Author: Elena A. Lukyanova, Law Professor. 1984-2014 – Professor of Moscow State University/ Till august 2020 – Professor of Department of Constitutional and Municipal Law at the Faculty of Law of National Research University Higher School of Economics (Moscow). Now – Professor and co-rector of Free Moscow University (Brīvā Universitāte – Latvija). Director of the Agency of Law Enforcement Effectiveness Monitoring (Russia)
Laureate of the Moscow Helsinki group prize for research in the field of human rights.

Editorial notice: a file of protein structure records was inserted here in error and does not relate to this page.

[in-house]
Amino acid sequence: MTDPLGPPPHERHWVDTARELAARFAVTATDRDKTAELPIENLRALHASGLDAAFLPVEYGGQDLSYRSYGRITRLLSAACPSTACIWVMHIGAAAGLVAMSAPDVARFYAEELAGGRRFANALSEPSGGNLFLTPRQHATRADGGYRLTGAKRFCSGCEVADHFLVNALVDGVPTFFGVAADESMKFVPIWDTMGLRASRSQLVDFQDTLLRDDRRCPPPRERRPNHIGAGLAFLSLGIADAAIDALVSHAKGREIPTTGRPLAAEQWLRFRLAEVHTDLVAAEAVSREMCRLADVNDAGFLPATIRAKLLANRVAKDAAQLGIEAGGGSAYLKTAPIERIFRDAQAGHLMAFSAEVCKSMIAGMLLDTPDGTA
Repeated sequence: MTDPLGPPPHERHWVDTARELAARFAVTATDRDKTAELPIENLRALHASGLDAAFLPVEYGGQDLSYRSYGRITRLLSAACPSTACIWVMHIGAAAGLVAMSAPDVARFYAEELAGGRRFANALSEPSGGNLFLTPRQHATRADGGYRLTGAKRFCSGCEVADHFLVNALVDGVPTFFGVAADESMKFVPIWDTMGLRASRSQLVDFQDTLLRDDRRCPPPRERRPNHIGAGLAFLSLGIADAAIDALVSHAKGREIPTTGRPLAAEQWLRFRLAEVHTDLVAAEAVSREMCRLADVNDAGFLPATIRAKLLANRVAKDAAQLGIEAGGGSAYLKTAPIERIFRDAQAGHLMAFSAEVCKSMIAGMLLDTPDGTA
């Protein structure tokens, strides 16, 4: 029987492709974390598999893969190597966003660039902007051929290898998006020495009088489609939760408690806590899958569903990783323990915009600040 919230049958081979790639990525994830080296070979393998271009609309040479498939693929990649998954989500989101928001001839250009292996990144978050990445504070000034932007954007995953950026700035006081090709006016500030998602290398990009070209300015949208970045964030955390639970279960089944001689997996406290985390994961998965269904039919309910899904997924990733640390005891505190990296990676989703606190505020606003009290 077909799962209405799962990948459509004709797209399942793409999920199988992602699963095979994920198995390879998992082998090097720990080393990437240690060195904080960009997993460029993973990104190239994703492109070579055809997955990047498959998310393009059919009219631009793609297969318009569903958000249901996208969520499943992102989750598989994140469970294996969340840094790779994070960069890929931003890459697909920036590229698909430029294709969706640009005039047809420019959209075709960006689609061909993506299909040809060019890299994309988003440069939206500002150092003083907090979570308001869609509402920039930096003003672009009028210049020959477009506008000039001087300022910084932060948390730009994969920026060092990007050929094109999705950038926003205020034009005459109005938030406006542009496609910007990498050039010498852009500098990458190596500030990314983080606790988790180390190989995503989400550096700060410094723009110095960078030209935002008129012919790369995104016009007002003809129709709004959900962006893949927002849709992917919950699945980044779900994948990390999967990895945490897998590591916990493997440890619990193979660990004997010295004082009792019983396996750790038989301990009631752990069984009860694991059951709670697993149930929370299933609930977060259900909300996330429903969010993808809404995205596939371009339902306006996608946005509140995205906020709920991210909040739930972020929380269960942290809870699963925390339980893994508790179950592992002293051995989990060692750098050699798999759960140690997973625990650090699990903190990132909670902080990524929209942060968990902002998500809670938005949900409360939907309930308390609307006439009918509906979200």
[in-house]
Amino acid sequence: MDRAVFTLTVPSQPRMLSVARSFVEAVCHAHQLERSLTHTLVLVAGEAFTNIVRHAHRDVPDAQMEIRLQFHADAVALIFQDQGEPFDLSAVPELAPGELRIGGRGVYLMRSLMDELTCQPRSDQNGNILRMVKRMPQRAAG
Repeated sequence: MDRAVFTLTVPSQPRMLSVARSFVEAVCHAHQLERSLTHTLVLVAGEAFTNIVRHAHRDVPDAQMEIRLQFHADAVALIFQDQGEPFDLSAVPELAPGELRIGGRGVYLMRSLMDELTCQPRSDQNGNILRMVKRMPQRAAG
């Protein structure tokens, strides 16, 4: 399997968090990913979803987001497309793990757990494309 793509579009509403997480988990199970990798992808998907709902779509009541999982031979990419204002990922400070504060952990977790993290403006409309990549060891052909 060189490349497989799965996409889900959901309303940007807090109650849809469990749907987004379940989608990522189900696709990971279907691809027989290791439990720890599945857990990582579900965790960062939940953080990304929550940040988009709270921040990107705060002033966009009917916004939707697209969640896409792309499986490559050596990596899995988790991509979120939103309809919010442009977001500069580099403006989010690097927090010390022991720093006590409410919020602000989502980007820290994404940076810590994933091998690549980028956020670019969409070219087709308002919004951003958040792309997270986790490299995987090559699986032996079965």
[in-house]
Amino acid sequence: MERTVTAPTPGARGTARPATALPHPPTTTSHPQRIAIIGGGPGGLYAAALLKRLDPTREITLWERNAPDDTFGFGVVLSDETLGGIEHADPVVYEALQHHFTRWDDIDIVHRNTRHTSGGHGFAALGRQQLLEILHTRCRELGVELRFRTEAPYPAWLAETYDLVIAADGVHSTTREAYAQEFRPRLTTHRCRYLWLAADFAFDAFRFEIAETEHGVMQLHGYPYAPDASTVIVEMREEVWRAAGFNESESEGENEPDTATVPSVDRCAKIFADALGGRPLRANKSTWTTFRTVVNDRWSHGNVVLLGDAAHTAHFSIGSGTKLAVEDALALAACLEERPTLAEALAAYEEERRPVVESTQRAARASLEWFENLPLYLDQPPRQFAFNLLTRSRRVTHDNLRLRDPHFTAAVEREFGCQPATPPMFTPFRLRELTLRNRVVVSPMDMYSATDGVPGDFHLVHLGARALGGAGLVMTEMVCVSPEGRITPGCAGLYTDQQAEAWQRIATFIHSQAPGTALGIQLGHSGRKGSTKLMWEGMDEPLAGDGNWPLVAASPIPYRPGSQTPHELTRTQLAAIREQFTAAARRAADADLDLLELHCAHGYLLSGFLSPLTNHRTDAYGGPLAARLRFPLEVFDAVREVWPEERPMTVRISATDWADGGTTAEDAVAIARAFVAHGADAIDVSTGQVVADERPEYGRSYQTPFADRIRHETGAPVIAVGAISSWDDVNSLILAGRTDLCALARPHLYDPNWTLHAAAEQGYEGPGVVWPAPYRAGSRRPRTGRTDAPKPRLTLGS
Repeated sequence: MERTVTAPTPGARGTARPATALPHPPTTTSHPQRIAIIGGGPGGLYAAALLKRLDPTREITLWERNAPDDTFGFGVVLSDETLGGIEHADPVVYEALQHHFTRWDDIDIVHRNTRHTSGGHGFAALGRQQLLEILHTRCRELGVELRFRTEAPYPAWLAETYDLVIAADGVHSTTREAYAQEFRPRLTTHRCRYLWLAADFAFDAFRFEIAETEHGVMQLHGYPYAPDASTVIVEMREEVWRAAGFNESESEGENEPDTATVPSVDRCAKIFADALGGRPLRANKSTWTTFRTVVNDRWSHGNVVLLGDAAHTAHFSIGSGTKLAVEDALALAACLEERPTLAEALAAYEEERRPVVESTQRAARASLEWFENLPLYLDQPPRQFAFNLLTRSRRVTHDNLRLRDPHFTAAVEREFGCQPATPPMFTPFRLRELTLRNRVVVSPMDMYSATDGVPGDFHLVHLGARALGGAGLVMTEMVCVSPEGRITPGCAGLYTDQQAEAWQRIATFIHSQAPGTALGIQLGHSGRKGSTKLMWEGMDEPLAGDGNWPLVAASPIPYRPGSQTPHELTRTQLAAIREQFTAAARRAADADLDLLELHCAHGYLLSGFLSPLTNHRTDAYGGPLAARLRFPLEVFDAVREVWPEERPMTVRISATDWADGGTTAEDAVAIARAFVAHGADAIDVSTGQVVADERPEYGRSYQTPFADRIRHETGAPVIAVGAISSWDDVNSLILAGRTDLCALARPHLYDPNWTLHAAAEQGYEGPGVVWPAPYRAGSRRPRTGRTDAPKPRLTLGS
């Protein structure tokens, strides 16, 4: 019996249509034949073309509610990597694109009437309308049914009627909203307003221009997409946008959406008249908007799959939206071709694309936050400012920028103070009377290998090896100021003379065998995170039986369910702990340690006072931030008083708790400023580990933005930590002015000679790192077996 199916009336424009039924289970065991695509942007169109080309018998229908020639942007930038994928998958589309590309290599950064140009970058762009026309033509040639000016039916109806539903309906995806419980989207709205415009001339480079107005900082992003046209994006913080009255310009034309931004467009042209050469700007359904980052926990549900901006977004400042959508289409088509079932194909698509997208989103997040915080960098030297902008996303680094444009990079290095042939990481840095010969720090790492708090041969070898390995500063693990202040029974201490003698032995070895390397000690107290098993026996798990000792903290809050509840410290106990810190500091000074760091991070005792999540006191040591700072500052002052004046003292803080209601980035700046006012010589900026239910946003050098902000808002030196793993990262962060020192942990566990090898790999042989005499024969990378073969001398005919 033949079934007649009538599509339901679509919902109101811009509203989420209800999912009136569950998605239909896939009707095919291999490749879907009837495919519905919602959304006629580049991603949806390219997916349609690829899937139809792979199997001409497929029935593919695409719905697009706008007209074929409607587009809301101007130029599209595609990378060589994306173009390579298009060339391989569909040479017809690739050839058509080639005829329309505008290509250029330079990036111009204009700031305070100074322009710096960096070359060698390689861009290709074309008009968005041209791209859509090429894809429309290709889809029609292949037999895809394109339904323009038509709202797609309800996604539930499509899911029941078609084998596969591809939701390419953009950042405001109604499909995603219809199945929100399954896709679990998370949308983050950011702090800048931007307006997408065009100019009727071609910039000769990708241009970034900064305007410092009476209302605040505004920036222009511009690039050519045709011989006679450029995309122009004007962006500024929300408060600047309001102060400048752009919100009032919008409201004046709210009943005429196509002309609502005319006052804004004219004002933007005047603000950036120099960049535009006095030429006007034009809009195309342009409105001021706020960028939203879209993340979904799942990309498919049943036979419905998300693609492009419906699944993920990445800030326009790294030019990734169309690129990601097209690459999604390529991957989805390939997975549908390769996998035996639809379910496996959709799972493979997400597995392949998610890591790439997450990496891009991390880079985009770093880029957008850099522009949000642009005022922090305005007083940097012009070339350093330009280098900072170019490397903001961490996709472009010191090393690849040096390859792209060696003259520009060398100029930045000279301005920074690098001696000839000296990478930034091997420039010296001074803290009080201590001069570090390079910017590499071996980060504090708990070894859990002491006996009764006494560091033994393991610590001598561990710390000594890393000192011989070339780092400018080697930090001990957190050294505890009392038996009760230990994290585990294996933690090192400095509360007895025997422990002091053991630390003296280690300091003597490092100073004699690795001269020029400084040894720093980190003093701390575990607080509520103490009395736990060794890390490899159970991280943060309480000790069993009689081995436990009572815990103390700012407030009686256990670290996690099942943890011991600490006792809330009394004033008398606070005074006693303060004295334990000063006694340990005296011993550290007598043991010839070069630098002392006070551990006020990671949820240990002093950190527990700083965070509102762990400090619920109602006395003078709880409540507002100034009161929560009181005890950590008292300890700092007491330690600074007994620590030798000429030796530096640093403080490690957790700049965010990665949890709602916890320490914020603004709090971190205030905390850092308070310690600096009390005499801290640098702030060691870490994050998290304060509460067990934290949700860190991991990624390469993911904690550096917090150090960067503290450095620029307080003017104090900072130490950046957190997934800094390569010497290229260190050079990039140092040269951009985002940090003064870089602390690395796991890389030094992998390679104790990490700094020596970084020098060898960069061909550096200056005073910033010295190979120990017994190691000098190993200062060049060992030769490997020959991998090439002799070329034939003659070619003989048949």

In order to assess the situation regarding human rights and freedoms in modern Russia, we first need to look into what has been happening in this area in the last three decades. A lack of such overview would leave a European reader utterly confused with the current state of affairs. He or she would get a false impression of reading about a territory populated by savages. Hence, this article intends to provide the reader with the needed framework.